For example, if you run a simulation and should be able to reach 200 hotspots, but some of those hotspots only have a couple witnesses, we assume those hotspots are “un-reachable” due to poor placement/setup so we ignore them in the calculation.

This is the only way to give the majority accurate estimates, but for off-grid setups, the reality is you can probably witness those hotspots, which is why for those “edge case” deployments our tool tends to underestimate.

-HotspotRF team

For “normal” setups, the estimates are much closer. Keep in mind that for ALL deployments, the amount of HNT you earn per Hotspot will only decrease as the amount of Hotspots on the network grows.

On the rest of the tool, the color coding of hotspots is super simple to understand, and there are a bunch of layers you can use to see Helium coverage and opportunities in different ways. You can hover over a hotspot to see its earnings, which saves you from opening up a window over in Explorer to do the same thing.

HotspotRF also allows you to click on a Hotspot and get quick stats on it; this is a fast way to see if a port is open, how much it’s earning, who its witnessing, etc.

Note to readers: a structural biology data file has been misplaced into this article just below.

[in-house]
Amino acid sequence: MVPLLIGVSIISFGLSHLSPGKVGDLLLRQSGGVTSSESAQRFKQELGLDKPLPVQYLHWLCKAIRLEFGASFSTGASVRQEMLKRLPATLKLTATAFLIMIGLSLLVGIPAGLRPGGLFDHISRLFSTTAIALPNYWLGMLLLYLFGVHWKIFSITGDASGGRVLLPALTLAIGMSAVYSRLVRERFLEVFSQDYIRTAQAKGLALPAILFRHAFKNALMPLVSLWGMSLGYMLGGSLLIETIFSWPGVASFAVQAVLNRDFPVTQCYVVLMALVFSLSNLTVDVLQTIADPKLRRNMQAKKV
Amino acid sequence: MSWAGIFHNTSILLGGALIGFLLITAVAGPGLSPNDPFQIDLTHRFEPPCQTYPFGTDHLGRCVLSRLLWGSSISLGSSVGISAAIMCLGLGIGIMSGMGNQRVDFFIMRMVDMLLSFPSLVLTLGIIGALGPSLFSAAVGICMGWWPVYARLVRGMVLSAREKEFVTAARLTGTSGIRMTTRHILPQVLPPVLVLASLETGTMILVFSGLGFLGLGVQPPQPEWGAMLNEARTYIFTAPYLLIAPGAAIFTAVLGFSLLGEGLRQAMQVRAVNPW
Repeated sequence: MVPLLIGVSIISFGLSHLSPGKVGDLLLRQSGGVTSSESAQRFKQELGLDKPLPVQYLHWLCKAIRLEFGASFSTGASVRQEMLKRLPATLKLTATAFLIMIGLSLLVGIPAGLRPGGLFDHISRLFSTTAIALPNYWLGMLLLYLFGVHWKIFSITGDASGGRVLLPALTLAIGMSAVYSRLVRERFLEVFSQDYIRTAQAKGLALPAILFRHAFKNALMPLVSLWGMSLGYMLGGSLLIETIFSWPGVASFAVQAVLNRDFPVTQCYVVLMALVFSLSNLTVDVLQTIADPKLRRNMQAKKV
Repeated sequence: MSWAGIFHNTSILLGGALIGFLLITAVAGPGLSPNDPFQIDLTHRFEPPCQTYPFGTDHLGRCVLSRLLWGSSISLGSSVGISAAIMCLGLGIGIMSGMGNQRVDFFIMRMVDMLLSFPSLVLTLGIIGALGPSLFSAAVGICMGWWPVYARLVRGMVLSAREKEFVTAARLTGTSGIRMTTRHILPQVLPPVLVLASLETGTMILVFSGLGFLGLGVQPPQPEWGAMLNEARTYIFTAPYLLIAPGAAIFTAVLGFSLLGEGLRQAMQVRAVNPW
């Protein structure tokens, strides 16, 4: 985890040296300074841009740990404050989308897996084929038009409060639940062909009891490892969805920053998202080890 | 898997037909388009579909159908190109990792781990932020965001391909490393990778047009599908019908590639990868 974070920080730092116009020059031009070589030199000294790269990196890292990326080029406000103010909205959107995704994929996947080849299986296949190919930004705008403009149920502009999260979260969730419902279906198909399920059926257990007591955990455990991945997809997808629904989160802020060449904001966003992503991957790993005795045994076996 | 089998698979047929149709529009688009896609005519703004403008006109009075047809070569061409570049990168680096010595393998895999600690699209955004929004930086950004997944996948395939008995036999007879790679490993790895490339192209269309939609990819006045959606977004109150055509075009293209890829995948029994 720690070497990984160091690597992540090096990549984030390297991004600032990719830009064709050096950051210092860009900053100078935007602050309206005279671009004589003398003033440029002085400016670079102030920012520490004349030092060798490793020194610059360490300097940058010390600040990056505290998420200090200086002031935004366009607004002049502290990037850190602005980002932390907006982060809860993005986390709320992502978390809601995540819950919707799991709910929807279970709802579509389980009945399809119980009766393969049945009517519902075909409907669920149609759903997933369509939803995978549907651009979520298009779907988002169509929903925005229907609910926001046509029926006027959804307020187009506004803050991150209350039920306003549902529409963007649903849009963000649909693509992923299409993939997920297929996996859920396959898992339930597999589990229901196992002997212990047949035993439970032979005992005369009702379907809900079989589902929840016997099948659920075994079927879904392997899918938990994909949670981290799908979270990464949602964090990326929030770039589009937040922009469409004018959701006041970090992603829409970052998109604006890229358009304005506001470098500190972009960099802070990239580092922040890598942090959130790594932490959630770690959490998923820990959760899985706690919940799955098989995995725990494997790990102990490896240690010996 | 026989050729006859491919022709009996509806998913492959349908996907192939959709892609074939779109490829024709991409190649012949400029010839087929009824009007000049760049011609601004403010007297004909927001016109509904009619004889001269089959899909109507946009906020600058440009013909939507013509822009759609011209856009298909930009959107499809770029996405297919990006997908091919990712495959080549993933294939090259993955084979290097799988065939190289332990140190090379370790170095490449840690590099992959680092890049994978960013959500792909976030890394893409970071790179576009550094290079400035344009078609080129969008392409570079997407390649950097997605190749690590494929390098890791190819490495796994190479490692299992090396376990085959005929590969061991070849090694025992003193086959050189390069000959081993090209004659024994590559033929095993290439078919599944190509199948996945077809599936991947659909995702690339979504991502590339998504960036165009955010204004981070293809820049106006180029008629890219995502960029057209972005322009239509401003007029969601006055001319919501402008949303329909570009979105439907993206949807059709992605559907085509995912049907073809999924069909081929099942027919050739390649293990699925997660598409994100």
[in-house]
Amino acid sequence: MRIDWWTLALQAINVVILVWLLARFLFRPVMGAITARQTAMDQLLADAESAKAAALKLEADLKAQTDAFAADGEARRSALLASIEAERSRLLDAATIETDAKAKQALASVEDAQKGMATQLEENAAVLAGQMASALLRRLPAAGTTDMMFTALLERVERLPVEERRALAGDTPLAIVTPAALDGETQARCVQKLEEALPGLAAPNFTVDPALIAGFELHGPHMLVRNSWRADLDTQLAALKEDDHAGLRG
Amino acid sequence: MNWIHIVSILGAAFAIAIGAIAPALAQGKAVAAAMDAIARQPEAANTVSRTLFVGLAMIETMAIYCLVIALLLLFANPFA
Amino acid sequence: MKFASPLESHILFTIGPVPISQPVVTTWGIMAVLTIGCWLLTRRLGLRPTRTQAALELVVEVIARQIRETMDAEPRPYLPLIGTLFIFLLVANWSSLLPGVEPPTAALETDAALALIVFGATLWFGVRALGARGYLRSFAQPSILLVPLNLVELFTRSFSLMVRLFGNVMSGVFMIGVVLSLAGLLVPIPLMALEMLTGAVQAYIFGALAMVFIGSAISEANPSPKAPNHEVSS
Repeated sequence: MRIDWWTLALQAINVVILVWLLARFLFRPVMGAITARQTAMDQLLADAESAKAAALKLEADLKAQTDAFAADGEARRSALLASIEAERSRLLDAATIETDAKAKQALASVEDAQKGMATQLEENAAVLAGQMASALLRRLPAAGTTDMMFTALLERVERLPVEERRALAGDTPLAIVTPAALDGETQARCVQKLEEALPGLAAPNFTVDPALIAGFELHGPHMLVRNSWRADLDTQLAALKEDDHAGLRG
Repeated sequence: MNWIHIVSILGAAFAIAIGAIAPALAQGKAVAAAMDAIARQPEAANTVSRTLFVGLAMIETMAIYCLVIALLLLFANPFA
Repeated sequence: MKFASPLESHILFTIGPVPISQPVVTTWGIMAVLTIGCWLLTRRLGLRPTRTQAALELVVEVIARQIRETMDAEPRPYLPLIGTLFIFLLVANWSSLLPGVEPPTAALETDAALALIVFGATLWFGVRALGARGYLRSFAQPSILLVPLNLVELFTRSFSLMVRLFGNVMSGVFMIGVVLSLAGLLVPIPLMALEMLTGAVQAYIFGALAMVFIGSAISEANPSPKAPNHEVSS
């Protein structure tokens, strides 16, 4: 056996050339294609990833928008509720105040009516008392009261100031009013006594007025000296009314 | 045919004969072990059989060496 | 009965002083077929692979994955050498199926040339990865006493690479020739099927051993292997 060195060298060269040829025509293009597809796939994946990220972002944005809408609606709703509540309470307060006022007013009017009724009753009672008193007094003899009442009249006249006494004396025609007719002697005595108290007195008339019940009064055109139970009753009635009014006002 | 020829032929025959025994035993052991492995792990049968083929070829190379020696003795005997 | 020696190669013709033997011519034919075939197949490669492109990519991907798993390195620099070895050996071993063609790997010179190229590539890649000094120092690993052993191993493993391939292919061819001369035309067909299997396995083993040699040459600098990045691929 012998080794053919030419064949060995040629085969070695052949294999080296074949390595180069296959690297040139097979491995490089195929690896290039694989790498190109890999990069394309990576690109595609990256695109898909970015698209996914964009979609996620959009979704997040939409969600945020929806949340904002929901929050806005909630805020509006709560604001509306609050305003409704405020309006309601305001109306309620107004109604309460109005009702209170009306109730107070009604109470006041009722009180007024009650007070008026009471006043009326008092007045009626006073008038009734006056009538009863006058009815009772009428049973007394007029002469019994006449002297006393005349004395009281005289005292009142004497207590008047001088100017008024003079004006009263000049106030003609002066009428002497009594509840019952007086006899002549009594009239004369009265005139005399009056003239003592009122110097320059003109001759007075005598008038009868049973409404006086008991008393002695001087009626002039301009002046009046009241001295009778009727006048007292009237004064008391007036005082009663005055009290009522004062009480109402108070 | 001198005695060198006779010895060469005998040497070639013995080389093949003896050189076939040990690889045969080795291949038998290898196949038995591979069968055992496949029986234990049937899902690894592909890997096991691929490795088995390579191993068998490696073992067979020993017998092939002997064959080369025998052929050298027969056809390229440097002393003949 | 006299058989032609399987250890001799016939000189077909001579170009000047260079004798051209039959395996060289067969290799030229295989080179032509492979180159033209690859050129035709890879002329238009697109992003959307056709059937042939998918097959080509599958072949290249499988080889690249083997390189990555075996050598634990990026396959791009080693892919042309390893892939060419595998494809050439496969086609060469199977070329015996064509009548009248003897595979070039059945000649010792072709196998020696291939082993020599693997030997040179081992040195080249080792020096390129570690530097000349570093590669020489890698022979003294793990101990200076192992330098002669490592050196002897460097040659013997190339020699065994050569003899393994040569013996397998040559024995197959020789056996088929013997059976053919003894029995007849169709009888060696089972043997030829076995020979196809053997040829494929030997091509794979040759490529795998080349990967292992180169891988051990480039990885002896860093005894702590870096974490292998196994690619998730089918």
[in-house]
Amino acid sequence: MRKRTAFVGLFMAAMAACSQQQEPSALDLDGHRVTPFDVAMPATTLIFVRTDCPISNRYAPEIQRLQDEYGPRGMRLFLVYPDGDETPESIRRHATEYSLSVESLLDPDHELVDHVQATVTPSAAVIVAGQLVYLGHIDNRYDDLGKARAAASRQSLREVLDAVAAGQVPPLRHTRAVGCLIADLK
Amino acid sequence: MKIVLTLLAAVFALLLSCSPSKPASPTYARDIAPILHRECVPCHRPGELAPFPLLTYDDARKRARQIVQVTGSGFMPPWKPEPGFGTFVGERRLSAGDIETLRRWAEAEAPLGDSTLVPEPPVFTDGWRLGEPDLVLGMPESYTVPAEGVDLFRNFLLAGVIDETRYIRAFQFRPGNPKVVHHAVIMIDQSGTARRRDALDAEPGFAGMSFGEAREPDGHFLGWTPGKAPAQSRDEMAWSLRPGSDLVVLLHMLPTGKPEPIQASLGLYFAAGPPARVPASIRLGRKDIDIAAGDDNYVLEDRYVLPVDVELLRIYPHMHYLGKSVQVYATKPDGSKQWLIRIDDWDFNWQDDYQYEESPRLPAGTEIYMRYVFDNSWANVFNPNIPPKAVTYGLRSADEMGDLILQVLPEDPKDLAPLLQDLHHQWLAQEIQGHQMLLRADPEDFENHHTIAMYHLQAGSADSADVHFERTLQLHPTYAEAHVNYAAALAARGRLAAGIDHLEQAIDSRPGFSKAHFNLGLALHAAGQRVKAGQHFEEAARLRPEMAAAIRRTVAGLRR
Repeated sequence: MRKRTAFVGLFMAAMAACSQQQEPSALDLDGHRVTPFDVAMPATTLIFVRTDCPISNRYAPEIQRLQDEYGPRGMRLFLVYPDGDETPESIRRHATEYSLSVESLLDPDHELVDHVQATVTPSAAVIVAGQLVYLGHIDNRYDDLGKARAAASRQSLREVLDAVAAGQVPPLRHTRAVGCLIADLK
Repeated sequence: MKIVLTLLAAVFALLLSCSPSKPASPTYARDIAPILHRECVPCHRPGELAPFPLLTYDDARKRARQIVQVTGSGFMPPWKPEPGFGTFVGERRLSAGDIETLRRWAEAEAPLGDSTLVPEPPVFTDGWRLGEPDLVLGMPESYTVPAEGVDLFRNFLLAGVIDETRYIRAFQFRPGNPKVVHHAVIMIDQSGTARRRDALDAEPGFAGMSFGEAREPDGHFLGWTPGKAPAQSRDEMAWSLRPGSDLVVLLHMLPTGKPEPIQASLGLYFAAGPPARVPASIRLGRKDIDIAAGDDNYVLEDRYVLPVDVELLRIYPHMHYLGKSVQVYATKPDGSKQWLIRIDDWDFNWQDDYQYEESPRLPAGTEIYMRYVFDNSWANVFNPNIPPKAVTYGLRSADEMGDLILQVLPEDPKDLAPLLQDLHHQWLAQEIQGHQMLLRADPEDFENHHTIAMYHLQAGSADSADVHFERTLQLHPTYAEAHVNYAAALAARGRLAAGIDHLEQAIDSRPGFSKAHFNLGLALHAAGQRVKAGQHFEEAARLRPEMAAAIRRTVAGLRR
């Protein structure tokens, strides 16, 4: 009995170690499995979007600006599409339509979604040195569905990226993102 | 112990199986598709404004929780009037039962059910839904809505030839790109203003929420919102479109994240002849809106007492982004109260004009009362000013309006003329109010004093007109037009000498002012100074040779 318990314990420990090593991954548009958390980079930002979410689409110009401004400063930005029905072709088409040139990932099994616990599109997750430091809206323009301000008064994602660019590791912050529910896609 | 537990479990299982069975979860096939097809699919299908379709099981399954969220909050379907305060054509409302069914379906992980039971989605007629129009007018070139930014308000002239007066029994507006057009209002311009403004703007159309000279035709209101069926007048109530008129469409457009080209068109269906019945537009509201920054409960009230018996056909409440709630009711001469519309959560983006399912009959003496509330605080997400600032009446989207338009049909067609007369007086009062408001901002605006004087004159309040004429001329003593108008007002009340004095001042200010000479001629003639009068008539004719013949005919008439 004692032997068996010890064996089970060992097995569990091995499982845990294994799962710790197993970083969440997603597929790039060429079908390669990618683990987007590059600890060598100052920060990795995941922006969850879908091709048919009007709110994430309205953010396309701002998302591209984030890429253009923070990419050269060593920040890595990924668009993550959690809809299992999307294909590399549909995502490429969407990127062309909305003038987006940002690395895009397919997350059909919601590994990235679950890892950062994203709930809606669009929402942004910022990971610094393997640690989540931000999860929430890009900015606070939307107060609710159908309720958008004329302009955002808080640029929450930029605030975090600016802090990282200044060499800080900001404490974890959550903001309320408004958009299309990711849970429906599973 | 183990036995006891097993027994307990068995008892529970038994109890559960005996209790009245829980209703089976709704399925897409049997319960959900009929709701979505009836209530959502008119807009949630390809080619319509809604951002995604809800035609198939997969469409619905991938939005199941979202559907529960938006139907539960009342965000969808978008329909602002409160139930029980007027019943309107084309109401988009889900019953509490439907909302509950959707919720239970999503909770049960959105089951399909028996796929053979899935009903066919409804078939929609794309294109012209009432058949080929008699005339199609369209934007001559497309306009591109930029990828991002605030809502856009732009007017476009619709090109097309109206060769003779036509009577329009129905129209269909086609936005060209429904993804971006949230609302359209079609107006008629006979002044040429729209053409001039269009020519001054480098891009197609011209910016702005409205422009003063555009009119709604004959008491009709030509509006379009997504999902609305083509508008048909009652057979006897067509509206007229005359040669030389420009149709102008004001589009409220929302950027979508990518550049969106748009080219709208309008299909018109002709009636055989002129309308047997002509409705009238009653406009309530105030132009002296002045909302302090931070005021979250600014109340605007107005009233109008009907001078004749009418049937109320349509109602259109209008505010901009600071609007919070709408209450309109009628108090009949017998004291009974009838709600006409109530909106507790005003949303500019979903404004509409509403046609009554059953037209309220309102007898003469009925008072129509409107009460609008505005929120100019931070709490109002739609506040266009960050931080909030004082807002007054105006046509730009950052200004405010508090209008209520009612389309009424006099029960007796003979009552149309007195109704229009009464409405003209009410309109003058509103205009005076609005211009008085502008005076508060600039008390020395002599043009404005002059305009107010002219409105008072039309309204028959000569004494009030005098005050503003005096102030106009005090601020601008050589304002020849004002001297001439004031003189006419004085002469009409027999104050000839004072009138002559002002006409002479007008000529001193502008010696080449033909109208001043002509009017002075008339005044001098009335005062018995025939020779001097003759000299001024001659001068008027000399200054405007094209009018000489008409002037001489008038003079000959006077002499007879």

In general, HotspotRF appears pretty darn useful for folks pressed for time and who aren’t looking to manage a fleet, just make assessments.

Here’s the walkthrough with Aidan from back in April of 2021. We had some tech difficulties right in the middle of it, so you’ll see a jump from a day to a night call. Enjoy this new tool!

Want to try HotspotRF out for yourself? Use code gristleking for a little discount, and take HotspotRF for a spin!

If you’d like to join up with a crew of like-minded folks passionate about Helium and discuss HotspotRF (or anything else Helium-related), take a look at the Gristle Crüe, my community of rad folks in pursuit of Helium excellence!

11 thoughts on “How To Estimate Your HNT Earnings With HotspotRF”

  1. Best explanation till now and still a lot of questions in my mind 🙂 ,but you clarified most of them,one thing i need you to ask,i live in a very small country where till now there is no helium hotspot,it means that there is a small number of Iot devices,does it mean that my hotspots in case i have 2-3 will mine few coins,will i generate less then if i were in a big country??thank you

  2. Thanks Eri! It’s not the size of the country, it’s the number of hotspots that connect to each other while providing the best/most coverage. 2-3 should do well. In the long term the processing of data will start to matter more, but for now, most of the rewards are related to proof of coverage.

  3. Just wondering if I have 4 miners in proximity to each other with none around so far will I still be earning enough or should I get more?